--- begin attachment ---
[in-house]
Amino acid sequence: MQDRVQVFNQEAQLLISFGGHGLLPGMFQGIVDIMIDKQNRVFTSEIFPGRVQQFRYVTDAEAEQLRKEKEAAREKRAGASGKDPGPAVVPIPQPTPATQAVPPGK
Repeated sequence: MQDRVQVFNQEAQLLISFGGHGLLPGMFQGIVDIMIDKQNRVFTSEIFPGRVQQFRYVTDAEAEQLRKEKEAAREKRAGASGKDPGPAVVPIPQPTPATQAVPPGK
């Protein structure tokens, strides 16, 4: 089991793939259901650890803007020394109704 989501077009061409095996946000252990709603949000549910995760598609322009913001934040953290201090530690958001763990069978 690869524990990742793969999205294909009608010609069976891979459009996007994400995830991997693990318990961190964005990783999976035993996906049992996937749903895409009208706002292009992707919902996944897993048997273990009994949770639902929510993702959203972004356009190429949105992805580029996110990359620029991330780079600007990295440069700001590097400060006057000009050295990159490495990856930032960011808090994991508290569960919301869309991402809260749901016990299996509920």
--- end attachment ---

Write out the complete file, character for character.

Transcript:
[in-house]
Amino acid sequence: MQDRVQVFNQEAQLLISFGGHGLLPGMFQGIVDIMIDKQNRVFTSEIFPGRVQQFRYVTDAEAEQLRKEKEAAREKRAGASGKDPGPAVVPIPQPTPATQAVPPGK
Repeated sequence: MQDRVQVFNQEAQLLISFGGHGLLPGMFQGIVDIMIDKQNRVFTSEIFPGRVQQFRYVTDAEAEQLRKEKEAAREKRAGASGKDPGPAVVPIPQPTPATQAVPPGK
């Protein structure tokens, strides 16, 4: 089991793939259901650890803007020394109704 989501077009061409095996946000252990709603949000549910995760598609322009913001934040953290201090530690958001763990069978 690869524990990742793969999205294909009608010609069976891979459009996007994400995830991997693990318990961190964005990783999976035993996906049992996937749903895409009208706002292009992707919902996944897993048997273990009994949770639902929510993702959203972004356009190429949105992805580029996110990359620029991330780079600007990295440069700001590097400060006057000009050295990159490495990856930032960011808090994991508290569960919301869309991402809260749901016990299996509920």